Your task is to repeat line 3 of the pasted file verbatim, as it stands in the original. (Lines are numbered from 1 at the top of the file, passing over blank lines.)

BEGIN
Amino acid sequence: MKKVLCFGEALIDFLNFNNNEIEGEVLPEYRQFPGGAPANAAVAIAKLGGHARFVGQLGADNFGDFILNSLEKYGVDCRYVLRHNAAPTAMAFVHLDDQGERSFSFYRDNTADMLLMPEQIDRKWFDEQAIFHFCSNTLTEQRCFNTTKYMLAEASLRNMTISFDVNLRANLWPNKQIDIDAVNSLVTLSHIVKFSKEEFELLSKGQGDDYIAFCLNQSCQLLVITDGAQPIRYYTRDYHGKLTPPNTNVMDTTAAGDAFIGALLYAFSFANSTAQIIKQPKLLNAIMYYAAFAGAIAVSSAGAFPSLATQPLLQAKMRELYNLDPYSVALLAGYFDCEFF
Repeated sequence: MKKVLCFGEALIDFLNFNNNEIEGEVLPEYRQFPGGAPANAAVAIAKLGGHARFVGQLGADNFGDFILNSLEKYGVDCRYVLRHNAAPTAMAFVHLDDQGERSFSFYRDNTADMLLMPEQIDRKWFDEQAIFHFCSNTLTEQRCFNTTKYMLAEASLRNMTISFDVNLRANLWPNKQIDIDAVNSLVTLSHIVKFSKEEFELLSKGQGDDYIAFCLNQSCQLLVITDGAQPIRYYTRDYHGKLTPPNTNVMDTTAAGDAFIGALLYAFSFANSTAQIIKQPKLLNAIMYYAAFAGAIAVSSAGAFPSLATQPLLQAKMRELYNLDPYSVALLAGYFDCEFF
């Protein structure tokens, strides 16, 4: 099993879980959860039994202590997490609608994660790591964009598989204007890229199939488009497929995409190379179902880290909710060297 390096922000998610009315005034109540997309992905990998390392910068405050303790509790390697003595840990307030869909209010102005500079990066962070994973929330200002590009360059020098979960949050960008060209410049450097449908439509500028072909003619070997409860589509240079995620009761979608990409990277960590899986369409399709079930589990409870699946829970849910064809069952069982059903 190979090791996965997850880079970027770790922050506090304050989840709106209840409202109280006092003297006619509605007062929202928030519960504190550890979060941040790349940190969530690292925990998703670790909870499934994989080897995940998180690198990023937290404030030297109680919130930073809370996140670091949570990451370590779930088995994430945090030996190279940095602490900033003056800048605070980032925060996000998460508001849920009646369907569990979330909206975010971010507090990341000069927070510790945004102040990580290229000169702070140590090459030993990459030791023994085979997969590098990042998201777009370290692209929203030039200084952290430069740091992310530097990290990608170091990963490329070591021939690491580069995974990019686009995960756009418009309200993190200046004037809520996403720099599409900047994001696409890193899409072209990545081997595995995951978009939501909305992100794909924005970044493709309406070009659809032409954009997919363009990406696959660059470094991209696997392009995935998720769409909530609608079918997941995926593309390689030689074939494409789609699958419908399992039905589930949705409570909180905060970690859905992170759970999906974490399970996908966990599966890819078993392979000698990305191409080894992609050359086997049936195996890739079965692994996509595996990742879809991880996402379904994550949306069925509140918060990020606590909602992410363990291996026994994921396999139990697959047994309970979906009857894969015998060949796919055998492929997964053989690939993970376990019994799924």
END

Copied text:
């Protein structure tokens, strides 16, 4: 099993879980959860039994202590997490609608994660790591964009598989204007890229199939488009497929995409190379179902880290909710060297 390096922000998610009315005034109540997309992905990998390392910068405050303790509790390697003595840990307030869909209010102005500079990066962070994973929330200002590009360059020098979960949050960008060209410049450097449908439509500028072909003619070997409860589509240079995620009761979608990409990277960590899986369409399709079930589990409870699946829970849910064809069952069982059903 190979090791996965997850880079970027770790922050506090304050989840709106209840409202109280006092003297006619509605007062929202928030519960504190550890979060941040790349940190969530690292925990998703670790909870499934994989080897995940998180690198990023937290404030030297109680919130930073809370996140670091949570990451370590779930088995994430945090030996190279940095602490900033003056800048605070980032925060996000998460508001849920009646369907569990979330909206975010971010507090990341000069927070510790945004102040990580290229000169702070140590090459030993990459030791023994085979997969590098990042998201777009370290692209929203030039200084952290430069740091992310530097990290990608170091990963490329070591021939690491580069995974990019686009995960756009418009309200993190200046004037809520996403720099599409900047994001696409890193899409072209990545081997595995995951978009939501909305992100794909924005970044493709309406070009659809032409954009997919363009990406696959660059470094991209696997392009995935998720769409909530609608079918997941995926593309390689030689074939494409789609699958419908399992039905589930949705409570909180905060970690859905992170759970999906974490399970996908966990599966890819078993392979000698990305191409080894992609050359086997049936195996890739079965692994996509595996990742879809991880996402379904994550949306069925509140918060990020606590909602992410363990291996026994994921396999139990697959047994309970979906009857894969015998060949796919055998492929997964053989690939993970376990019994799924």